June 4, 2014

  • Arlene K.

    It turns out I can come on the 8th afterall but I haven't read the book. I'll try and read a few chapters by Sunday, but I will be there to listen.

    1 · June 2, 2014

    • Jeffrey C. J.

      Glad you and Bill could be around that Sunday!

      June 4, 2014

  • bahram

    I posted my suggestion for Physics of the Impossible about two years ago and I am glad that finally we are having a meeting for it. Here is his talk on Physics of the Future, his latest book:

    https://www.youtube.com/watch?v=K54LN9q1jSs

    1 · June 4, 2014

    • Jeffrey C. J.

      Actually, his latest book is Physics of the Mind, which is nominated for our 2014–2015 cycle, assuming it gets enough votes.

      June 4, 2014

  • bahram

    1 · June 4, 2014

  • Arlene K.

    Sorry! I thought we were meeting the week after Father's Day and not the week before. Can't make it on the 8th.

    June 2, 2014

    • Jeffrey C. J.

      Sorry Arlene! But fortunately I will see Bill today so if you want to tell him what you think to pass it on to me, sure! :)

      June 2, 2014

  • Bert H.

    I'm sorry not to attend but I will be out of town on June 8th. (I'm still reading the book - it's fascinating so far.)

    1 · May 23, 2014

  • Mayumi O.

    Dang. I read the book and would have loved to come...but I'm out of town then. Have fun!

    May 22, 2014

    • Mayumi O.

      Thanks - I just looked. My RSVP is already set to YES

      1 · May 23, 2014

    • Mayumi O.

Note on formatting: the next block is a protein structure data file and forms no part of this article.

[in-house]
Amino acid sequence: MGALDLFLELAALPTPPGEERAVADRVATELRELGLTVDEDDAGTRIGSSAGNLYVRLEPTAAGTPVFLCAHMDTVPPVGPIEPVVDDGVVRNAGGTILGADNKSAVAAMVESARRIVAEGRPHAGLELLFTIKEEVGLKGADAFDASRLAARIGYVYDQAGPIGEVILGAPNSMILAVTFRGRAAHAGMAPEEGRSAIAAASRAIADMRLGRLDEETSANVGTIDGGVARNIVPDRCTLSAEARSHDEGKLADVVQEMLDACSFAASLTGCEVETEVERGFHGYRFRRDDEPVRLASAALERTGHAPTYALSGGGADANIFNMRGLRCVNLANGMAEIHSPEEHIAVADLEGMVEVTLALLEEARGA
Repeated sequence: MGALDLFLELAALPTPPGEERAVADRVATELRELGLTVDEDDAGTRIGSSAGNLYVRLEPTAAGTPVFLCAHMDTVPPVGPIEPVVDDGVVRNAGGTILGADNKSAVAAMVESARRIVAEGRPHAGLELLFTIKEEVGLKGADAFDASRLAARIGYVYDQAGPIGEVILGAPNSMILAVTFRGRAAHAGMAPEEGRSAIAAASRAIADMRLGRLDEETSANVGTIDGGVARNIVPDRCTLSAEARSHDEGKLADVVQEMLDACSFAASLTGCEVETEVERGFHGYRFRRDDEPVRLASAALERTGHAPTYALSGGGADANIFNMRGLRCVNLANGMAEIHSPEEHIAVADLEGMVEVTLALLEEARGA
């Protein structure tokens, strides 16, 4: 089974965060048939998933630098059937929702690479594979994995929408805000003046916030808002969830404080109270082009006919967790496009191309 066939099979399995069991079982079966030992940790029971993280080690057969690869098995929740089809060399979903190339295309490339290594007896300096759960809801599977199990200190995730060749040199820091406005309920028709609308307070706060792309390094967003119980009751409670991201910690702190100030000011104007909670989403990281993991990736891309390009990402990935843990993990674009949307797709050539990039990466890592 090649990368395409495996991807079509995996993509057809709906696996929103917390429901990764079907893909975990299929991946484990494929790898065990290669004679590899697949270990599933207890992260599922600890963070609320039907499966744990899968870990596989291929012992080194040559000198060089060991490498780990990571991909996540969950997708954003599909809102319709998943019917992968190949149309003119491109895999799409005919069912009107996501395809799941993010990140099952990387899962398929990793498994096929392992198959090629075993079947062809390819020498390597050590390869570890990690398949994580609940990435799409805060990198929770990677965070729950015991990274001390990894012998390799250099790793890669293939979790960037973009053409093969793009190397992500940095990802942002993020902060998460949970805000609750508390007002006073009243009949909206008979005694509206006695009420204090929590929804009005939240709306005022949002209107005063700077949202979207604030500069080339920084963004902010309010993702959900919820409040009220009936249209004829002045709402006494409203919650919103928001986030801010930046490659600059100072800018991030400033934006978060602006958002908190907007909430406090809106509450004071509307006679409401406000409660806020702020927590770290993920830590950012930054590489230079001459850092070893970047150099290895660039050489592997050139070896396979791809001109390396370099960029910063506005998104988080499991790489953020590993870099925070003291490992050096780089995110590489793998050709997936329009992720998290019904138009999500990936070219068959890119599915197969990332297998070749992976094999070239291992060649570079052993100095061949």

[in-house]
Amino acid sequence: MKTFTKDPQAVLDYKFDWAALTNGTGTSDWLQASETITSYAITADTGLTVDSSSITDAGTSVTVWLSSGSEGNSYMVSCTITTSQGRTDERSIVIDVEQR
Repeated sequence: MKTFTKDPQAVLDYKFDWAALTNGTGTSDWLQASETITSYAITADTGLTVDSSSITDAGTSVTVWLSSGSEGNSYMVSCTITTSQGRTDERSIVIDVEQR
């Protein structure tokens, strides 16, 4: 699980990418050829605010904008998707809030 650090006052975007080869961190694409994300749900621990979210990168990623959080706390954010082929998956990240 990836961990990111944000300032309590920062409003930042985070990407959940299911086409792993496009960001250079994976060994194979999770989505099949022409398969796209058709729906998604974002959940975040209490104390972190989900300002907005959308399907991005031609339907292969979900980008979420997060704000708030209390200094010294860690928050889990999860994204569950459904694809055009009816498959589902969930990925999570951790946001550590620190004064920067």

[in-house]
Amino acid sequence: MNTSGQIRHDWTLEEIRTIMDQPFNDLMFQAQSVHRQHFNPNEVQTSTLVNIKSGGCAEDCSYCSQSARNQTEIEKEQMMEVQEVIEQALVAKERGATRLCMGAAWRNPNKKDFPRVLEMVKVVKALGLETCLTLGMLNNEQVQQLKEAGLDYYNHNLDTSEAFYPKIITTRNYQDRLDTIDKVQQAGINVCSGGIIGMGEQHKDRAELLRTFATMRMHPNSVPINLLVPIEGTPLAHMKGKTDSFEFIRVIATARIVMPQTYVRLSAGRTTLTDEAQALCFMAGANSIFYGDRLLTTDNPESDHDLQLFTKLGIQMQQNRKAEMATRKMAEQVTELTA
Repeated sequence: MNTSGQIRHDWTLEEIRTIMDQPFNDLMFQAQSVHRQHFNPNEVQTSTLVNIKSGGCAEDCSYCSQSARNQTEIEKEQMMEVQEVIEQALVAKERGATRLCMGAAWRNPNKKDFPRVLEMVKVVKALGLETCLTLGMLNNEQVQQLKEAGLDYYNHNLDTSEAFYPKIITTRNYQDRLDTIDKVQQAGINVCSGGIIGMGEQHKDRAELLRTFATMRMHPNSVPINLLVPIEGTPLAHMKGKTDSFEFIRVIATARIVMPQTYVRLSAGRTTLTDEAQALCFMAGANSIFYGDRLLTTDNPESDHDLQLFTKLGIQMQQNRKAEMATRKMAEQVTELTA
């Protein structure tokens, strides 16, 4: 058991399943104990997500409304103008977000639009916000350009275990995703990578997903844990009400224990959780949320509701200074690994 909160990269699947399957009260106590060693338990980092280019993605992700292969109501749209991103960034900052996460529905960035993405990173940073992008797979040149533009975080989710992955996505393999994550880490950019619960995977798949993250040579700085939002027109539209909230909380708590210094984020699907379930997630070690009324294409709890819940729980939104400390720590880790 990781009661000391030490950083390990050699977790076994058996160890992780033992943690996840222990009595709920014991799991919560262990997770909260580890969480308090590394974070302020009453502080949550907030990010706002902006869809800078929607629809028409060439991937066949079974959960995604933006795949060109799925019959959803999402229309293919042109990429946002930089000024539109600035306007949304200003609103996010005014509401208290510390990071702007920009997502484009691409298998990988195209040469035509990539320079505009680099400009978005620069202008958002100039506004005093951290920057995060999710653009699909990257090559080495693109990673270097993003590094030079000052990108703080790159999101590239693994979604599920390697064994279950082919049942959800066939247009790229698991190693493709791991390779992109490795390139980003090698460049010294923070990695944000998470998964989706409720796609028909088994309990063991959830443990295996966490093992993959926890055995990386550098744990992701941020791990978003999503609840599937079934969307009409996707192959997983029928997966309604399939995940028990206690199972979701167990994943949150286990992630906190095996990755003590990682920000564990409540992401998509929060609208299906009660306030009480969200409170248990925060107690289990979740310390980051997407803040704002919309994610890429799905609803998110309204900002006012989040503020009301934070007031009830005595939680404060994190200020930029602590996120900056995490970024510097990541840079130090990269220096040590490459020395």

See you then.

      1 · May 23, 2014

  • Lisa G

    Aww man! I'm reading this book and didn't realize I'm returning from vacation this day, well, this night. I will have to update my rsvp

    1 · May 20, 2014

    • Jeffrey C. J.

      I guess you're still on Vacation on the 8th but since I changed the date, please feel free to update your RSVP as it'd be nice to have your input during our discussion.

      May 23, 2014

    • Lisa G

      Yes unfortunately I'm gone the 7th to the 15th but will try to make the next discussion!

      1 · May 23, 2014

  • bahram

    We can go after to the nice Chinese buffet next door for dinner and more discussions.

    May 22, 2014

    • Jeffrey C. J.

      Again, that's fine by me if folks don't like Panera. Panera does close an hour or two after our meeting ends and I'm actually partial to Hot Breads but I'm very flexible.

      May 22, 2014

  • Jeffrey C. J.

    Guys, please note Physics of the Future is more recent so I'll keep the original suggest of Physics of the Impossible but I suggest if this book is popular we do Physics of the Future at a later date.

    2 · October 8, 2013

    • Jeffrey C. J.

      BTW, Dr. Kaku is working on a new book, Physics of the Mind so when we do topics for 2015 I hope that one makes the list.

      1 · February 6, 2014

  • Mayumi O.

    Moving it out in your timeline is fine with me.

    1 · August 28, 2013

    • Jeffrey C. J.

      Thanks! I'm going to fix the date now in June but call that tentative until I get the Amazon and Publisher's Weekly review posted.

      August 29, 2013

  • Jeffrey C. J.

    I may just schedule this of the first week of October but actually I want to make a more "I'd do that" kind of poll where everyone suggests a book for the first week of October meetup and then whichever one has the most votes by next Sunday is our book. So please suggest and "RSVP yes" to every book you'd like to read and the book with the most votes wins that month and we move the rest to November and try again.

    August 25, 2013

  • Dee

    If you don't want to read the book - this is great alternative
    http://www.youtube.com/watch?v=DGq5wMi79HI

    1 · August 25, 2013

  • Dee

    This book is awesome - it explores most popular science fiction concepts as strategic technology goals bound to known (currently) nature laws.

    1 · August 20, 2013

  • Jeffrey C. J.

    Sure, though Physics books are generally not liked by the group and we're doing one in August and I propose Math/Statistics in July so I don't recommend two Physics in a row.

    May 15, 2013